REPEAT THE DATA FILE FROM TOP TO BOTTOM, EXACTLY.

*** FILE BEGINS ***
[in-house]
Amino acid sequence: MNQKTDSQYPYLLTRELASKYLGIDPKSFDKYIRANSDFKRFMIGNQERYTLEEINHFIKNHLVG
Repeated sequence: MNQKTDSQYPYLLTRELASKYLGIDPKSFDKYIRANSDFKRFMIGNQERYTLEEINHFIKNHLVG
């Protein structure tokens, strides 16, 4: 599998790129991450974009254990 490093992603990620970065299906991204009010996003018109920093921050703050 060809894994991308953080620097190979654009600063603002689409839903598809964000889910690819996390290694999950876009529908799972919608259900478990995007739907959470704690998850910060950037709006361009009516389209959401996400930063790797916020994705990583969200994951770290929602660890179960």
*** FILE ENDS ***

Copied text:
[in-house]
Amino acid sequence: MNQKTDSQYPYLLTRELASKYLGIDPKSFDKYIRANSDFKRFMIGNQERYTLEEINHFIKNHLVG
Repeated sequence: MNQKTDSQYPYLLTRELASKYLGIDPKSFDKYIRANSDFKRFMIGNQERYTLEEINHFIKNHLVG
């Protein structure tokens, strides 16, 4: 599998790129991450974009254990 490093992603990620970065299906991204009010996003018109920093921050703050 060809894994991308953080620097190979654009600063603002689409839903598809964000889910690819996390290694999950876009529908799972919608259900478990995007739907959470704690998850910060950037709006361009009516389209959401996400930063790797916020994705990583969200994951770290929602660890179960």